Navy electronics researchers push for new RF solid-state breakthroughs

By Edward J. Walsh

WASHINGTON — U.S. military researchers want to figure out new ways to fabricate advanced solid-state devices called wideband gap semiconductors, which experts say are necessary to design low-noise power amplifiers for future military radio-frequency (RF) systems.

Such a program, which would be a cooperative effort of the Office of Naval Research (ONR) in Washington and the Defense Advanced Research Projects Agency (DARPA) in Arlington, Va., would seek to develop cost-effective and reliable manufacturing processes for fabricating wideband gap semiconductors.

ONR experts say the program could resemble the U.S. Department of Defense Microwave/Millimeter Wave Monolithic Integrated Circuit program — better known as MIMIC — carried out from 1990 through 1995 to develop mature gallium arsenide solid-state devices

A new breed of power amplifiers using wideband gap semiconductor technology could combine with other breakthroughs in fast transistors to provide order-of-magnitude performance advances for communications, sensor, electronic warfare, and other high-performance RF systems for all the services, ONR researchers say.

The Naval Research Laboratory's Electronics Science & Technology division also is working on wideband gap semiconductors, based on gallium nitride, which NRL officials say support higher frequencies than silicon carbide.

Yet Navy solid-state research does not end with wideband gap semiconductors. ONR also is sponsoring research into transistors that support analog-to-digital converters and direct-digital synthesizers to generate signals that are free of background noise.

This research, at HRL Laboratories in Malibu, Calif., and TRW in Redondo Beach, Calif., could lead to transistors necessary for high-performance beam formers, filters, modulators, and low-noise oscillators that further refine RF signals for military systems, ONR experts say.

The Boeing Co., General Motors, and Raytheon Co jointly and equally own HRL Laboratories, formerly known as the Hughes Research Laboratories.

The HRL/TRW effort will lead to wider insertion of solid-state devices in RF systems, ONR officials say. They point out that new radars of all the services have been designed as solid-state systems. These include the Navy's multi-function radar and volume-search radar; and the high-power discriminator under development by Raytheon for future surface ships; the Army's theater high-altitude area defense system radar; and the Air Force's F-22 jet fighter radar.

In a separate but related effort, the ONR is funding a two-phase program called the advanced multi-function RF concept (AMRFC) that aims at developing devices to help integrate several different RF beams for future ships and aircraft. In this way, platform designers could eliminate electromagnetic interference and lower platform signatures by reducing the number of antenna apertures on board.

Lockheed Martin Naval Electronics & Surveillance Systems in Baltimore, Northrop Grumman's Electronic Sensor Systems Sector in Baltimore, and Raytheon Naval & Maritime Integrated Systems in Portsmouth, R.I., are participating in the phase 1 AMRFC work.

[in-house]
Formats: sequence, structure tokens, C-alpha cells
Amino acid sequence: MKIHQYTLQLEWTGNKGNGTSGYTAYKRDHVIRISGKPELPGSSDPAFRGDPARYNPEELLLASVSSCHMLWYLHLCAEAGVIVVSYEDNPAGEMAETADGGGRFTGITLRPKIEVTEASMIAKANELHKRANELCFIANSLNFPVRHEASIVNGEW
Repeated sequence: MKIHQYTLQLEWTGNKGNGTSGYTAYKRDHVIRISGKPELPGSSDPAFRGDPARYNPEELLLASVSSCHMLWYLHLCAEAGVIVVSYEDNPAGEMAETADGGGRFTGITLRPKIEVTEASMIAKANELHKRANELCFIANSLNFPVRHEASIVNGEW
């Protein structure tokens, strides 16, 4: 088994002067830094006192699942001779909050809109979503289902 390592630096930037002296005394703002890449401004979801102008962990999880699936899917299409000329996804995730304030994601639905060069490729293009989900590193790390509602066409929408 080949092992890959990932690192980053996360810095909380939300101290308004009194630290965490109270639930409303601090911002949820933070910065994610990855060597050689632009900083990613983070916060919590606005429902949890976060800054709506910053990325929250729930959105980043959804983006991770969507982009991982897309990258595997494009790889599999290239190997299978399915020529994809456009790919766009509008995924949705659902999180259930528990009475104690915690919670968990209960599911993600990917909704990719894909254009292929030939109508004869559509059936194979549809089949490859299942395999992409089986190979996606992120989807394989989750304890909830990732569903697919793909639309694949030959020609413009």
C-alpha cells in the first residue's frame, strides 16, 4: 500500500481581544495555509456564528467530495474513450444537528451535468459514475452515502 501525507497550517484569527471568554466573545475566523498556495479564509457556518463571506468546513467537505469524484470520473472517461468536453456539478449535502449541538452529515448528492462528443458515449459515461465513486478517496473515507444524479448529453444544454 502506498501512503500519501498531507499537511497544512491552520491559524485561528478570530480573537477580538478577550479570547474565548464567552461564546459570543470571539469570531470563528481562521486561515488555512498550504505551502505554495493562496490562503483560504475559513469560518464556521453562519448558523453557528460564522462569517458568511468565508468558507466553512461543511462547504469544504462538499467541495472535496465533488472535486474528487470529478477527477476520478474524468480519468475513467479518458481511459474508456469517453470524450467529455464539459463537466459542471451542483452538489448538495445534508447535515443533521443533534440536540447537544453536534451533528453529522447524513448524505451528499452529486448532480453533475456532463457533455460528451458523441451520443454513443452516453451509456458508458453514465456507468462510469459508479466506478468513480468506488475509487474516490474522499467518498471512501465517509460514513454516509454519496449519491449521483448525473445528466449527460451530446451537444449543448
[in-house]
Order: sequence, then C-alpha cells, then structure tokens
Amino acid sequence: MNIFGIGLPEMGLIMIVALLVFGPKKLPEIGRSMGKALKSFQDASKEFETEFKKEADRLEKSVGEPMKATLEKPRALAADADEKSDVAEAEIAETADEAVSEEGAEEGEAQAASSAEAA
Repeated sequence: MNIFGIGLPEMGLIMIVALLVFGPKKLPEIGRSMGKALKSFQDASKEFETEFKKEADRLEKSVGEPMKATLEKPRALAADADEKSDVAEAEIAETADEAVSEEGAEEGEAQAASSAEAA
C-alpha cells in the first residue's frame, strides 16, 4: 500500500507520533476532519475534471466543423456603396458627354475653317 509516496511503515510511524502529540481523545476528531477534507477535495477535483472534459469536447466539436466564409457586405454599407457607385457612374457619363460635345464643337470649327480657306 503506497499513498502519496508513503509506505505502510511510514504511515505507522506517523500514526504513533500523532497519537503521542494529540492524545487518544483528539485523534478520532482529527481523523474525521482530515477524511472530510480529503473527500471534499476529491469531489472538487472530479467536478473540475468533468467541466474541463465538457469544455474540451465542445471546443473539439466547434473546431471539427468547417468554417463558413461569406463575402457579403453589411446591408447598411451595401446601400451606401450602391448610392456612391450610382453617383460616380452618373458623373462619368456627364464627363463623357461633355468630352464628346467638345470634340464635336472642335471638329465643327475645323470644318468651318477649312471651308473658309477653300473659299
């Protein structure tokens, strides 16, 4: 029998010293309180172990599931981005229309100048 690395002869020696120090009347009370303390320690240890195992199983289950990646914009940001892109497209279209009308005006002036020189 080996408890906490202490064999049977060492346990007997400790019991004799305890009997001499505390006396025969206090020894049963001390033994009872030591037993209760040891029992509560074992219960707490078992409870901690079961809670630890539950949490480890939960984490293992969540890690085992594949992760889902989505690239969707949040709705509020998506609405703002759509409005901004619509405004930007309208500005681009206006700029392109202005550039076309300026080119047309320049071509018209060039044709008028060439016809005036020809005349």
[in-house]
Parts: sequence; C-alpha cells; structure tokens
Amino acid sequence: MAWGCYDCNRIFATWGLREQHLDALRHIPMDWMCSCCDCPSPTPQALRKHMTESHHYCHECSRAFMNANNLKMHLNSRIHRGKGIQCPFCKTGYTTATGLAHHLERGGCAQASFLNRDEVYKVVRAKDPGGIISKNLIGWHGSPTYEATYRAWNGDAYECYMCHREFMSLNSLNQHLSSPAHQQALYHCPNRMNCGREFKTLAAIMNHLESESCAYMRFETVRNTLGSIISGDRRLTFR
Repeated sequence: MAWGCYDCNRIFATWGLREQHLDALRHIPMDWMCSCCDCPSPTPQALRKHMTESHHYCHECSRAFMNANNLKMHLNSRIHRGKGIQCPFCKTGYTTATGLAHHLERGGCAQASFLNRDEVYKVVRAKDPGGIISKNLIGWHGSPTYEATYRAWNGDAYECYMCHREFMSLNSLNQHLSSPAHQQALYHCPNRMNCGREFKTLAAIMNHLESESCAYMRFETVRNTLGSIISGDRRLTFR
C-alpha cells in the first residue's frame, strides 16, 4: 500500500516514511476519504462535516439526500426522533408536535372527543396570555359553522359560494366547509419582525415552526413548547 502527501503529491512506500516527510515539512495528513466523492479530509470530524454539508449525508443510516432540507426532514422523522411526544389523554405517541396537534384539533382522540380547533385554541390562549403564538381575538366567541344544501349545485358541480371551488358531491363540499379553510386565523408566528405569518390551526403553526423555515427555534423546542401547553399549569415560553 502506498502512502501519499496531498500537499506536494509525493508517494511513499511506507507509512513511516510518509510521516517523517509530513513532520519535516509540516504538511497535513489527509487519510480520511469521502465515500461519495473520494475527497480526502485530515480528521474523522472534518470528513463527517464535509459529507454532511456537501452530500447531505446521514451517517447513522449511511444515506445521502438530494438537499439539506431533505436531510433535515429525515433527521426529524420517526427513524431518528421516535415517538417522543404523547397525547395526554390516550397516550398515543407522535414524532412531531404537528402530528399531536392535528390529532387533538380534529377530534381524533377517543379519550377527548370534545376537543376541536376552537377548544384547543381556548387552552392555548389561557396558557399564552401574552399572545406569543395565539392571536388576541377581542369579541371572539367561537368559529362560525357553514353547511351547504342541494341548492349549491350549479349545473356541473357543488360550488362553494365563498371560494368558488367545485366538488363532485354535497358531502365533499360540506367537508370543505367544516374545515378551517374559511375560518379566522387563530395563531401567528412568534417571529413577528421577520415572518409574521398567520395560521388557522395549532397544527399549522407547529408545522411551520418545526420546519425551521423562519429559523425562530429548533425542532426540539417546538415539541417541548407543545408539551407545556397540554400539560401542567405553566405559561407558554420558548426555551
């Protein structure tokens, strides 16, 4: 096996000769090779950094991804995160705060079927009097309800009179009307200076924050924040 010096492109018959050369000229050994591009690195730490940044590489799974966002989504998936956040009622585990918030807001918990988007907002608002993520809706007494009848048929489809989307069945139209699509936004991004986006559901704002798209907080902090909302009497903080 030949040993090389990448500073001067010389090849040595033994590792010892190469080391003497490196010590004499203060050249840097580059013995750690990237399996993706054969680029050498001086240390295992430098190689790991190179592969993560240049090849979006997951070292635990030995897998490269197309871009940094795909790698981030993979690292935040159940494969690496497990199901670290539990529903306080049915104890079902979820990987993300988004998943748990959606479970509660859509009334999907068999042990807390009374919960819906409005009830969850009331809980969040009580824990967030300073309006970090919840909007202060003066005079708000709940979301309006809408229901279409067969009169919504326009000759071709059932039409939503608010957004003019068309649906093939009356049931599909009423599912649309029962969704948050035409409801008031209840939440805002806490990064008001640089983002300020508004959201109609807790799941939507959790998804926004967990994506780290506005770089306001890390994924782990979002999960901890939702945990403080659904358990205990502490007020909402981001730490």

Need for vacuum electronics
The Army, however, following evaluation of competing solid-state and vacuum-based designs has selected a vacuum-electronics technology architecture for its new TYQ-47 Firefinder radar.

ONR officials point out that the transmitters of currently fielded RF systems use power amplifiers based on vacuum electronics technology such as traveling wave tubes. Yet receiver functions in these field systems are nearly all low-noise systems based on solid-state technology.

The services will continue to require solid-state and vacuum technology, insist Bobby Junker, head of the Information, Electronics, and Surveillance Department at ONR, and Gerald Borsuk superintendent of NRL's Electronics Science & Technology division, which oversees the Navy's vacuum electronics program. They say that systems designers must make decisions on the architectures of new military RF systems on considerations of cost, risk, and performance requirements.

Junker says that cost and performance tradeoffs always will be necessary to determine whether systems should adopt solid-state or vacuum electronics device technology. He adds though that ONR experts are working to "enable solid-state technology to reach a point where it is affordable" for RF components.

Both ONR and NRL officials emphasize that advanced solid-state and vacuum-electronics work aims at meeting the highly demanding performance requirements for the "front end" signal processing for military-unique RF systems.

They point out that commercial off-the-shelf (COTS) digital devices that are suitable for data-processing, analysis, and other information technology (IT) applications simply cannot meet front-end sensor requirements.

Junker says experts must distinguish between the services' needs for sensor technology on the one hand, and the computing technology under development by commercial companies on the other.

Many government and industry officials, Junker says, assume that commercial investments in electronics can meet service needs can be met by commercial investments in electronics. Furthermore, these officials often do not understand the need for investing in specialized high-performance devices for military applications.

"COTS data-processing devices are primarily available in frequencies under 1 gigahertz (GHz)," he says. "There's nothing available in COTS for RF signal processing for microwave and millimeter-wave applications. Commercial producers aren't addressing the military signal-processing requirements."